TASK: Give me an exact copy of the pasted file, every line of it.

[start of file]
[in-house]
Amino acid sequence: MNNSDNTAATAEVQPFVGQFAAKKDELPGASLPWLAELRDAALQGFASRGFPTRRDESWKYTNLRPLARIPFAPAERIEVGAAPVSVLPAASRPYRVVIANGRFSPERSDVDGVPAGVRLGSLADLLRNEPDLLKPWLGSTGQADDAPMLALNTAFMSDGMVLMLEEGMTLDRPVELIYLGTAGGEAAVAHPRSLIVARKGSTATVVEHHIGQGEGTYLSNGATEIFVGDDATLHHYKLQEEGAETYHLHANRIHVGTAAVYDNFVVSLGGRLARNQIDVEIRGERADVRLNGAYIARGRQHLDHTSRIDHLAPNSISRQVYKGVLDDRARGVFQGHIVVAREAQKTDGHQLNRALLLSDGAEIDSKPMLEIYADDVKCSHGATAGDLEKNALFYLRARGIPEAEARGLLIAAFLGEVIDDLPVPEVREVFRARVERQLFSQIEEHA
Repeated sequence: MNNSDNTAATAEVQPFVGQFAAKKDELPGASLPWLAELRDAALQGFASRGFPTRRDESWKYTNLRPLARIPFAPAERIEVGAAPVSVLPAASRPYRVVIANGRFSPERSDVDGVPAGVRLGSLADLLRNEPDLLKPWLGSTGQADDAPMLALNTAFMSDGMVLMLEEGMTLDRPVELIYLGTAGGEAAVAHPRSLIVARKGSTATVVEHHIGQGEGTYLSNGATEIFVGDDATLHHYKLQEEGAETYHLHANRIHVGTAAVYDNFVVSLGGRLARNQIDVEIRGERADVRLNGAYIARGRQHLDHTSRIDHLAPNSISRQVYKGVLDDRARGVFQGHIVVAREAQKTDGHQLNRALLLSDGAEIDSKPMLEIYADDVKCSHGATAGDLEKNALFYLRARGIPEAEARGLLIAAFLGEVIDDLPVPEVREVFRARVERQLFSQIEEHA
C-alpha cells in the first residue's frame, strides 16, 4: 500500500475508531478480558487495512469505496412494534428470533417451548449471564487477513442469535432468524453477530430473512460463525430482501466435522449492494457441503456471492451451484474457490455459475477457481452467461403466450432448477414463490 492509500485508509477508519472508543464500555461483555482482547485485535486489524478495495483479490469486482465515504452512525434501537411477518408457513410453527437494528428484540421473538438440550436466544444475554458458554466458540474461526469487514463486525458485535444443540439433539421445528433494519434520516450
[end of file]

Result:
[in-house]
Amino acid sequence: MNNSDNTAATAEVQPFVGQFAAKKDELPGASLPWLAELRDAALQGFASRGFPTRRDESWKYTNLRPLARIPFAPAERIEVGAAPVSVLPAASRPYRVVIANGRFSPERSDVDGVPAGVRLGSLADLLRNEPDLLKPWLGSTGQADDAPMLALNTAFMSDGMVLMLEEGMTLDRPVELIYLGTAGGEAAVAHPRSLIVARKGSTATVVEHHIGQGEGTYLSNGATEIFVGDDATLHHYKLQEEGAETYHLHANRIHVGTAAVYDNFVVSLGGRLARNQIDVEIRGERADVRLNGAYIARGRQHLDHTSRIDHLAPNSISRQVYKGVLDDRARGVFQGHIVVAREAQKTDGHQLNRALLLSDGAEIDSKPMLEIYADDVKCSHGATAGDLEKNALFYLRARGIPEAEARGLLIAAFLGEVIDDLPVPEVREVFRARVERQLFSQIEEHA
Repeated sequence: MNNSDNTAATAEVQPFVGQFAAKKDELPGASLPWLAELRDAALQGFASRGFPTRRDESWKYTNLRPLARIPFAPAERIEVGAAPVSVLPAASRPYRVVIANGRFSPERSDVDGVPAGVRLGSLADLLRNEPDLLKPWLGSTGQADDAPMLALNTAFMSDGMVLMLEEGMTLDRPVELIYLGTAGGEAAVAHPRSLIVARKGSTATVVEHHIGQGEGTYLSNGATEIFVGDDATLHHYKLQEEGAETYHLHANRIHVGTAAVYDNFVVSLGGRLARNQIDVEIRGERADVRLNGAYIARGRQHLDHTSRIDHLAPNSISRQVYKGVLDDRARGVFQGHIVVAREAQKTDGHQLNRALLLSDGAEIDSKPMLEIYADDVKCSHGATAGDLEKNALFYLRARGIPEAEARGLLIAAFLGEVIDDLPVPEVREVFRARVERQLFSQIEEHA
C-alpha cells in the first residue's frame, strides 16, 4: 500500500475508531478480558487495512469505496412494534428470533417451548449471564487477513442469535432468524453477530430473512460463525430482501466435522449492494457441503456471492451451484474457490455459475477457481452467461403466450432448477414463490 492509500485508509477508519472508543464500555461483555482482547485485535486489524478495495483479490469486482465515504452512525434501537411477518408457513410453527437494528428484540421473538438440550436466544444475554458458554466458540474461526469487514463486525458485535444443540439433539421445528433494519434520516450